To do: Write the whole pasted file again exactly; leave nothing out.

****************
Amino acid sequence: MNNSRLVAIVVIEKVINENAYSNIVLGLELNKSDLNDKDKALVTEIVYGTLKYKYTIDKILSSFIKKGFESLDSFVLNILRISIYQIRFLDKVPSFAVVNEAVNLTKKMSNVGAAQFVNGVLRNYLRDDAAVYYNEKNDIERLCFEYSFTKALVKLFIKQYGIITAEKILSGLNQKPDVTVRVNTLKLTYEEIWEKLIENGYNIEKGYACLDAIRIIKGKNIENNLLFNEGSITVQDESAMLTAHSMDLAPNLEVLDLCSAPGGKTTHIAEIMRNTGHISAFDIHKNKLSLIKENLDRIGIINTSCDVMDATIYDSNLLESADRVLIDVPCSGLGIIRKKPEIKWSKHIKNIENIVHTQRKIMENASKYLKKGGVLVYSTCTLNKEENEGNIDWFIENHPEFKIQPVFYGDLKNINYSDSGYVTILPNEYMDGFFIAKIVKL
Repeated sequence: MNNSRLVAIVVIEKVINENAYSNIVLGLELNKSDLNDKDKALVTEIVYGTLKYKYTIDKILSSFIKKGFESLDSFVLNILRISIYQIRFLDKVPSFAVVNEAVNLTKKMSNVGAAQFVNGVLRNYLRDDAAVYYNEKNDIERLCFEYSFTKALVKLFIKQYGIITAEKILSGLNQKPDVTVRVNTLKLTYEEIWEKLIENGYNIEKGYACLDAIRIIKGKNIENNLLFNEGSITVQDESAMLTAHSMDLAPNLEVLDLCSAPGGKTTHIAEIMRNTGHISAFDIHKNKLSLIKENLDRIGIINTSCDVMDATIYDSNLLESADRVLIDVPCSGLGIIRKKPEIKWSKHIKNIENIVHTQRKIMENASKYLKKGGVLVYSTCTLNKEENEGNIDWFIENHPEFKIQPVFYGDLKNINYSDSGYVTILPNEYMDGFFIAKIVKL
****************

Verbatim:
Amino acid sequence: MNNSRLVAIVVIEKVINENAYSNIVLGLELNKSDLNDKDKALVTEIVYGTLKYKYTIDKILSSFIKKGFESLDSFVLNILRISIYQIRFLDKVPSFAVVNEAVNLTKKMSNVGAAQFVNGVLRNYLRDDAAVYYNEKNDIERLCFEYSFTKALVKLFIKQYGIITAEKILSGLNQKPDVTVRVNTLKLTYEEIWEKLIENGYNIEKGYACLDAIRIIKGKNIENNLLFNEGSITVQDESAMLTAHSMDLAPNLEVLDLCSAPGGKTTHIAEIMRNTGHISAFDIHKNKLSLIKENLDRIGIINTSCDVMDATIYDSNLLESADRVLIDVPCSGLGIIRKKPEIKWSKHIKNIENIVHTQRKIMENASKYLKKGGVLVYSTCTLNKEENEGNIDWFIENHPEFKIQPVFYGDLKNINYSDSGYVTILPNEYMDGFFIAKIVKL
Repeated sequence: MNNSRLVAIVVIEKVINENAYSNIVLGLELNKSDLNDKDKALVTEIVYGTLKYKYTIDKILSSFIKKGFESLDSFVLNILRISIYQIRFLDKVPSFAVVNEAVNLTKKMSNVGAAQFVNGVLRNYLRDDAAVYYNEKNDIERLCFEYSFTKALVKLFIKQYGIITAEKILSGLNQKPDVTVRVNTLKLTYEEIWEKLIENGYNIEKGYACLDAIRIIKGKNIENNLLFNEGSITVQDESAMLTAHSMDLAPNLEVLDLCSAPGGKTTHIAEIMRNTGHISAFDIHKNKLSLIKENLDRIGIINTSCDVMDATIYDSNLLESADRVLIDVPCSGLGIIRKKPEIKWSKHIKNIENIVHTQRKIMENASKYLKKGGVLVYSTCTLNKEENEGNIDWFIENHPEFKIQPVFYGDLKNINYSDSGYVTILPNEYMDGFFIAKIVKL